Global News
Apr 21, 20205 min read

The COVID-19 impact on online shopping in different countries.

by Fredrik Thambert

The COVID-19 pandemic has had a major impact on societies around the world, including the way shop. In a time when many brick-and-mortar stores have temporarily closed down, people are going online to buy goods and services. By looking at Klarna’s data over the last couple of weeks, we’re able to give you unique insights on how consumers’ shopping behaviour has changed in a number of key markets: US, Germany, and Sweden.

The global Coronavirus outbreak has put a strain on the way we normally live our lives, which in turn has had a big impact on brands and retailers. Some sectors are struggling as a consequence of travel bans, social distancing and large-scale quarantines, while others are seeing an uplift in sales. Klarna, with over 85 million consumers and more than 200,000 merchants, have a unique position to share insights on how e-commerce has changed during the initial stages of the crisis. In this blog post, we’re outlining some key consumer trends that we have seen in three different markets: US, Germany, and Sweden. The patterns are similar in many ways, but we can also note some differences between the countries.

While this is not a complete overview of the state of e-commerce, it gives a good indication of how different consumer groups and age cohorts have shifted their online shopping habits since COVID-19 became a global pandemic.

US: Shifts in consumer behavior as the Covid-19 crisis evolves

Over the last few weeks, Klarna has been analyzing the shift in shopping behavior among its 7 million US consumers. During the earlier stages of the COVID-19 outbreak in the country (mid to end of March), apparel, footwear and accessories were popular in all age groups. The category’s share of all Klarna-enabled purchases increased by 18% among Gen Zers (ages 18–23) week over week in the week ended March 28. Among Millennials (24–39), it grew 13%, and 4% among Gen Xers (40–55).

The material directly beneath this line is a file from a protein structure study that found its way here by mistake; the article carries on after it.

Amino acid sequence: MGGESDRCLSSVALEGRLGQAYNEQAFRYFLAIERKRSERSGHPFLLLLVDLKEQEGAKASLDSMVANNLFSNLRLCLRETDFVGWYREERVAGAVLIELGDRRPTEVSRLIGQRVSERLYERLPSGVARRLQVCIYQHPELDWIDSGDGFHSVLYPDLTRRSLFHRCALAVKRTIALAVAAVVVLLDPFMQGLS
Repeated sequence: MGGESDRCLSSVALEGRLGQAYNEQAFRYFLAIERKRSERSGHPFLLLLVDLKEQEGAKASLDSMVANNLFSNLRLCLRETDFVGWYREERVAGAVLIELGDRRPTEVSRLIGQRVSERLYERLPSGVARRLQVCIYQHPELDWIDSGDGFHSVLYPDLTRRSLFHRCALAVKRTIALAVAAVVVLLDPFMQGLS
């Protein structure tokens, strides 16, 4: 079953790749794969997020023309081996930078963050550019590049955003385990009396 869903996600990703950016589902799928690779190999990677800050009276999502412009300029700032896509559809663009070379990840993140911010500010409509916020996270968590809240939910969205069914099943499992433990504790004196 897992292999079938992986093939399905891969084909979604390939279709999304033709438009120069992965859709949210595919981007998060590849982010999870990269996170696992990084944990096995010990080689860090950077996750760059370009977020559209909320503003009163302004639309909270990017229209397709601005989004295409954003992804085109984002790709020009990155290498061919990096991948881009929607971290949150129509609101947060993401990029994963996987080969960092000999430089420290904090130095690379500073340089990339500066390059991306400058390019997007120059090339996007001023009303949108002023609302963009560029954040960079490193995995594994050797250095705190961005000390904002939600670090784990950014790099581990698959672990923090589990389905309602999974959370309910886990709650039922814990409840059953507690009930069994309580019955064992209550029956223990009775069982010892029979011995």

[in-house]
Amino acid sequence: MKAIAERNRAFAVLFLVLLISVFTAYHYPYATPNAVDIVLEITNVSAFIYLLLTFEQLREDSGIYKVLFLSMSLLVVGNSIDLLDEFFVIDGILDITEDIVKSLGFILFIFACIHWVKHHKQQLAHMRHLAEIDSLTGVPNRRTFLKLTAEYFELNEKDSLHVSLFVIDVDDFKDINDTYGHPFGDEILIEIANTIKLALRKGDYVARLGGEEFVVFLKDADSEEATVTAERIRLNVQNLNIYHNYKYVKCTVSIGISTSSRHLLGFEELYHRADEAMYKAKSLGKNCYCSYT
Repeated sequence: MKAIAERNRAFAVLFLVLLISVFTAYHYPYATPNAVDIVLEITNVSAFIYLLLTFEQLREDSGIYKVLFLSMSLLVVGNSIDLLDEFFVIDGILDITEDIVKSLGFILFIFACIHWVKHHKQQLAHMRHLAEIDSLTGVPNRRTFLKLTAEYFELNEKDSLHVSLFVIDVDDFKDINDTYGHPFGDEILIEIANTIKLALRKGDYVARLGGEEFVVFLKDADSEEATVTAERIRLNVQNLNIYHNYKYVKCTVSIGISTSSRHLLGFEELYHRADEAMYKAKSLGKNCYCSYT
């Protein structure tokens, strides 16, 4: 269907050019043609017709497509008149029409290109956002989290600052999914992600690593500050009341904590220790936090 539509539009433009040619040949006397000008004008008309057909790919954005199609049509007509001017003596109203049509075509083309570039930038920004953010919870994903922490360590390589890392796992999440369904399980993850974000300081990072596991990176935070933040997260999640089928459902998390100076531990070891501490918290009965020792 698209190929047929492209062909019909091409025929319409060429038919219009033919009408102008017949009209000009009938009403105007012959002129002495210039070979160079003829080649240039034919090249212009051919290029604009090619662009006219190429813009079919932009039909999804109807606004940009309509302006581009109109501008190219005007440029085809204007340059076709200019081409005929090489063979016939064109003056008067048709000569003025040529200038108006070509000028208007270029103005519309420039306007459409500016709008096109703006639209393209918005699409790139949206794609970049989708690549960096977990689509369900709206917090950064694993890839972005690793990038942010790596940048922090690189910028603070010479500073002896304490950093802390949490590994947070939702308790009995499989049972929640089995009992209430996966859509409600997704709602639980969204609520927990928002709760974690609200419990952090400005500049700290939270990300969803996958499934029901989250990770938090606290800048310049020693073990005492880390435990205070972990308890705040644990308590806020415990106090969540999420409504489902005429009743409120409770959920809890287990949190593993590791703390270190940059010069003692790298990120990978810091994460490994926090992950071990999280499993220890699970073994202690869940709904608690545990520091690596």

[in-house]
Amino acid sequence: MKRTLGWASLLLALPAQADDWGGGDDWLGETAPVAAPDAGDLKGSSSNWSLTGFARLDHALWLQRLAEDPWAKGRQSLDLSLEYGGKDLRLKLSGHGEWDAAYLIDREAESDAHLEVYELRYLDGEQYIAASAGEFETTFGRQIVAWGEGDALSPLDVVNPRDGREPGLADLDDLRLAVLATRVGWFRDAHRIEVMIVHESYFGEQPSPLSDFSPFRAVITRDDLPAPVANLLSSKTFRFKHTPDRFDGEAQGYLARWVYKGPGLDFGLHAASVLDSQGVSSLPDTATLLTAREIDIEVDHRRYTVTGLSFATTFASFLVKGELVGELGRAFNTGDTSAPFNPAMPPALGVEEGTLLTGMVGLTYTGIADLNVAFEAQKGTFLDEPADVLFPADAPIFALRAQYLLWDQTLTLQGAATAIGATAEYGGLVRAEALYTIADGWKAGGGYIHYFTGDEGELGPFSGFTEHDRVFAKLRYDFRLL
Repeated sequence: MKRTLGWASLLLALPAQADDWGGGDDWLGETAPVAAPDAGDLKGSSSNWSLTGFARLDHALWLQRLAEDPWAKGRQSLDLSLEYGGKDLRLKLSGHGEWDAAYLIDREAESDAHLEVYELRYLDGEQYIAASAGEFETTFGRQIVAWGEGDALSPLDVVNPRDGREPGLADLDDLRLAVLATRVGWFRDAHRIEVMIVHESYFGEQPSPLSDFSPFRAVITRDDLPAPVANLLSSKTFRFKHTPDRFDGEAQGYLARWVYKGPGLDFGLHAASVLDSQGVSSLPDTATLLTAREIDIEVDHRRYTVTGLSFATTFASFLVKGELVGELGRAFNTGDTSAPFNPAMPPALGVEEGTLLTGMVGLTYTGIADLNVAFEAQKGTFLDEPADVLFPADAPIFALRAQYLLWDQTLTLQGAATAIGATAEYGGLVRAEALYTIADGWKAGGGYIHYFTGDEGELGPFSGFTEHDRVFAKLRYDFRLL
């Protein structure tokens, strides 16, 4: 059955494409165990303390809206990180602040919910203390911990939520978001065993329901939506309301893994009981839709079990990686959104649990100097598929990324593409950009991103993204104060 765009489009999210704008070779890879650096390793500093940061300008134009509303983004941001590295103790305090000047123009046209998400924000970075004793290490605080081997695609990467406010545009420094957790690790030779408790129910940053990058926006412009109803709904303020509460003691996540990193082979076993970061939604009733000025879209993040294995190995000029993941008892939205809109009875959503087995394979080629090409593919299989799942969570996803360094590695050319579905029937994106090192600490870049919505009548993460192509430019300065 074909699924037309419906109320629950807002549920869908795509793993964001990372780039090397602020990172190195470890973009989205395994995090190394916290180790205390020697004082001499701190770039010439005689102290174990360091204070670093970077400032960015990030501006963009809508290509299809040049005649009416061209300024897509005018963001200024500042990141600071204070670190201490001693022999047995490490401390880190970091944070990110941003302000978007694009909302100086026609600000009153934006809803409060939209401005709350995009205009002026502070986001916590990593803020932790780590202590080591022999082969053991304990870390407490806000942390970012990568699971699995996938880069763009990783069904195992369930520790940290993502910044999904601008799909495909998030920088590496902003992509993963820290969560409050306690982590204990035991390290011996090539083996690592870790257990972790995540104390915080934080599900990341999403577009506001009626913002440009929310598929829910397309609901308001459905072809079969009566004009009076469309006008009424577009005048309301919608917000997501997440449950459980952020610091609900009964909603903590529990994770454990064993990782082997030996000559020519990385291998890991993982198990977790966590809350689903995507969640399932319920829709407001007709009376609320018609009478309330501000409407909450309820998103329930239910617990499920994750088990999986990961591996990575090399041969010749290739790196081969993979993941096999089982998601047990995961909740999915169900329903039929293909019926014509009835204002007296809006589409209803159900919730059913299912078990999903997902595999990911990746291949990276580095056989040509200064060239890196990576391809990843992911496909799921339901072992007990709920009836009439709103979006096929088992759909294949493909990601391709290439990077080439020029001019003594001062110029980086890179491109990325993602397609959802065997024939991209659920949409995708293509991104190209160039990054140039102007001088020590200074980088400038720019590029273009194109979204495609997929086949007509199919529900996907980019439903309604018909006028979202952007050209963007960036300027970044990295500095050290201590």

However during the first week of April, the consumers who use the Klarna app instead decreased their share of e-commerce spending on apparel, footwear and accessories and shifted some of that spending toward health and beauty and leisure and hobby items.

Newly released data from Klarna shows that consumers have increased their spending on the home goods and furniture categories as the Covid-19 outbreak continues to affect peoples’ daily lives. In the the week ended April 11, Klarna app users’ share of spending on home and garden items grew by 26% among Gen Zers, by 5% among Millennials and by 2% among Gen Xers.

Home supply stores are seeing substantial success. For five weeks in a row (across March and April), sales volumes have continued to increase, and the curve is especially strong in DIY renovations.

Overall, Klarna has experienced an increased usage of our shopping app. The number of daily active users peaked at the beginning of April and reached the all-time high so far this year. Read more about it here.

Find the latest US consumer data updates from Klarna here.

Germany: Customer preferences have changed in times of isolation